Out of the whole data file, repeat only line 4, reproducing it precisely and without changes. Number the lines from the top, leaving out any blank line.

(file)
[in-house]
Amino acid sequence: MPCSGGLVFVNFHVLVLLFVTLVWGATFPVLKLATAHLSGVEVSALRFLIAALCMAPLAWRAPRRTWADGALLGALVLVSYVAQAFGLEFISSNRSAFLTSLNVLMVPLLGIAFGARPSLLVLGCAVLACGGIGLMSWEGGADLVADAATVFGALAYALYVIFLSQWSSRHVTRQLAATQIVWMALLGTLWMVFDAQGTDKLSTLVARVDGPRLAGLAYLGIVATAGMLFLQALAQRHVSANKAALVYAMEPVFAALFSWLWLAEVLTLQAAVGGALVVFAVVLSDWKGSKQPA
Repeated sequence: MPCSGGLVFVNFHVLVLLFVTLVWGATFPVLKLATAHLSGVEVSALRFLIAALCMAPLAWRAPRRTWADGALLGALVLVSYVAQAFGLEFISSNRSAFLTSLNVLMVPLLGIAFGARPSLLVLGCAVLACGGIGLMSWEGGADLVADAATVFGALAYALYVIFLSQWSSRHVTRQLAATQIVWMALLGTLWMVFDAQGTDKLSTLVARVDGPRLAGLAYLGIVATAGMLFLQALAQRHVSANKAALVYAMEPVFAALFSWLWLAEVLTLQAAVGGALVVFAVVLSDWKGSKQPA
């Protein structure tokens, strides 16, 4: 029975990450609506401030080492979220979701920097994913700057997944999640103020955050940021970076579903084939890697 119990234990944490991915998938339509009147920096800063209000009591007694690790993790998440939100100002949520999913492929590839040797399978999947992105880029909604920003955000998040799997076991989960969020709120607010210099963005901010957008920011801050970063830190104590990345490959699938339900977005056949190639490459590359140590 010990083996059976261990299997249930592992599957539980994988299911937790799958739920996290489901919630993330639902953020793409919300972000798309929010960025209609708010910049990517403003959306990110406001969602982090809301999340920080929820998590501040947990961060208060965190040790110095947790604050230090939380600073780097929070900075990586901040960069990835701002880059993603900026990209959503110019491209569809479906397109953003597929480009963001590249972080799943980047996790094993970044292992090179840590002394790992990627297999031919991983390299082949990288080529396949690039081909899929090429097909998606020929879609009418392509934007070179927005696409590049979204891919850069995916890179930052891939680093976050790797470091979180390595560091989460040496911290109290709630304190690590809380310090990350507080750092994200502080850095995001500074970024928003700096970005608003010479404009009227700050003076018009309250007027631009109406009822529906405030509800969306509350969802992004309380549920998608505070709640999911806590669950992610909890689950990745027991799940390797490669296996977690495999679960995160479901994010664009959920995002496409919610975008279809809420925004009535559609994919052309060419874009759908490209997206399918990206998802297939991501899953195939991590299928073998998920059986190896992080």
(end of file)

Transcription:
């Protein structure tokens, strides 16, 4: 029975990450609506401030080492979220979701920097994913700057997944999640103020955050940021970076579903084939890697 119990234990944490991915998938339509009147920096800063209000009591007694690790993790998440939100100002949520999913492929590839040797399978999947992105880029909604920003955000998040799997076991989960969020709120607010210099963005901010957008920011801050970063830190104590990345490959699938339900977005056949190639490459590359140590 010990083996059976261990299997249930592992599957539980994988299911937790799958739920996290489901919630993330639902953020793409919300972000798309929010960025209609708010910049990517403003959306990110406001969602982090809301999340920080929820998590501040947990961060208060965190040790110095947790604050230090939380600073780097929070900075990586901040960069990835701002880059993603900026990209959503110019491209569809479906397109953003597929480009963001590249972080799943980047996790094993970044292992090179840590002394790992990627297999031919991983390299082949990288080529396949690039081909899929090429097909998606020929879609009418392509934007070179927005696409590049979204891919850069995916890179930052891939680093976050790797470091979180390595560091989460040496911290109290709630304190690590809380310090990350507080750092994200502080850095995001500074970024928003700096970005608003010479404009009227700050003076018009309250007027631009109406009822529906405030509800969306509350969802992004309380549920998608505070709640999911806590669950992610909890689950990745027991799940390797490669296996977690495999679960995160479901994010664009959920995002496409919610975008279809809420925004009535559609994919052309060419874009759908490209997206399918990206998802297939991501899953195939991590299928073998998920059986190896992080």